Are you experiencing blurry or double vision, headaches or trouble with night vision? These may be symptoms of a common eye condition, known as astigmatism. This condition occurs when either the lens of the eye or the cornea (the clear front part of the eye) is more oval or egg shaped, rather than round.
Astigmatism often occurs at birth, and can be accompanied by either nearsightedness or farsightedness. In many cases, it is not severe enough to require treatment or correction.
How Does Astigmatism Affect Vision?
The irregular curve of the cornea or lens that characterizes astigmatism can cause a number of refractive errors and other vision problems, including:
- Eye irritation
- Difficulty seeing at night
- Blurry, distorted, or fuzzy vision at all distances (up close and far away)
Can Astigmatism Be Cured Permanently?
Though very young children will sometimes outgrow astigmatism that they were born with, there are no other natural or medicinal ways to cure astigmatism.
However, certain surgeries, such as LASIK, PRK and other laser surgeries are an option for correction of astigmatism. In some cases, lens replacement surgeries, similar to those performed in the removal of cataracts, may be considered. However, invasive procedures are only recommended for those with astigmatism that cannot be corrected with glasses or contacts.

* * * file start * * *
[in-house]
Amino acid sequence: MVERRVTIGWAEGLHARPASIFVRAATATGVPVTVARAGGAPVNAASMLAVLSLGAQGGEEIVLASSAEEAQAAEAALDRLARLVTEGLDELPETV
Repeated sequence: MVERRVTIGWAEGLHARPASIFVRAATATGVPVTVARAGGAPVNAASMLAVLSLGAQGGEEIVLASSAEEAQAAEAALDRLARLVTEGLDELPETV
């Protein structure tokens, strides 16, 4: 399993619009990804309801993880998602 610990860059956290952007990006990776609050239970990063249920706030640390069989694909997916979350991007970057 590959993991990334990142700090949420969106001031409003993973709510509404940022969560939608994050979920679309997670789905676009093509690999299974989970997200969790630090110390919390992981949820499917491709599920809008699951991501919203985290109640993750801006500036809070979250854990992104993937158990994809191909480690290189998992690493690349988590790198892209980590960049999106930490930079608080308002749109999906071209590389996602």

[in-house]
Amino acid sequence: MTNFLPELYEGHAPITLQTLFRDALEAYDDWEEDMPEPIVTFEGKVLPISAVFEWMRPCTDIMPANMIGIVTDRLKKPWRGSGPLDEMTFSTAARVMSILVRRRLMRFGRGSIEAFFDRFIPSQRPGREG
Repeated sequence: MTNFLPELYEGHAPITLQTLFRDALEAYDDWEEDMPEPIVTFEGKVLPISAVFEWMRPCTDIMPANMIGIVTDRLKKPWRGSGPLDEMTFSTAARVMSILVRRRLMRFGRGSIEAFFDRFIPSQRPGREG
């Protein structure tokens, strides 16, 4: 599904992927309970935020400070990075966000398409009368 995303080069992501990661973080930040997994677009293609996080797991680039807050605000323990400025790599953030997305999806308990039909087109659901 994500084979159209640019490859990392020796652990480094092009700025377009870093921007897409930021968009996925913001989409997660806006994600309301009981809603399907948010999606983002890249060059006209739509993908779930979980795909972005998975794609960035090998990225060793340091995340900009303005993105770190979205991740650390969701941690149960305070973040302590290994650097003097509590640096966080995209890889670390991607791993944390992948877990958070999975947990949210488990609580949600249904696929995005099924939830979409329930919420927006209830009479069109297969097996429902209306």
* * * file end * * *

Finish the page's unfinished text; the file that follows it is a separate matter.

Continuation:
Though it is debatable, some evidence may suggest that certain types of eye exercises can also help correct astigmatism. Speak to your eye doctor about these exercises, and see if they feel these exercises may help you.
For more information on how astigmatism may affect your vision, and how we can help treat it, contact our eye doctors at today!
Do I need special contact lenses to correct my astigmatism?
This depends on the severity of your astigmatism. For those with low or mild astigmatism, normal soft contact lenses are a popular option. For more severe cases, special contact lenses, called toric lenses, or rigid gas-permeable lenses may be the best option for comfortable, clear vision correction.
Are there specific factors that increase my risk for astigmatism?
According to extensive research, there are a number of factors that may make it more likely for you to have astigmatism. If you have a family history of astigmatism, or have severe farsightedness or nearsightedness, your risk for astigmatism is much higher.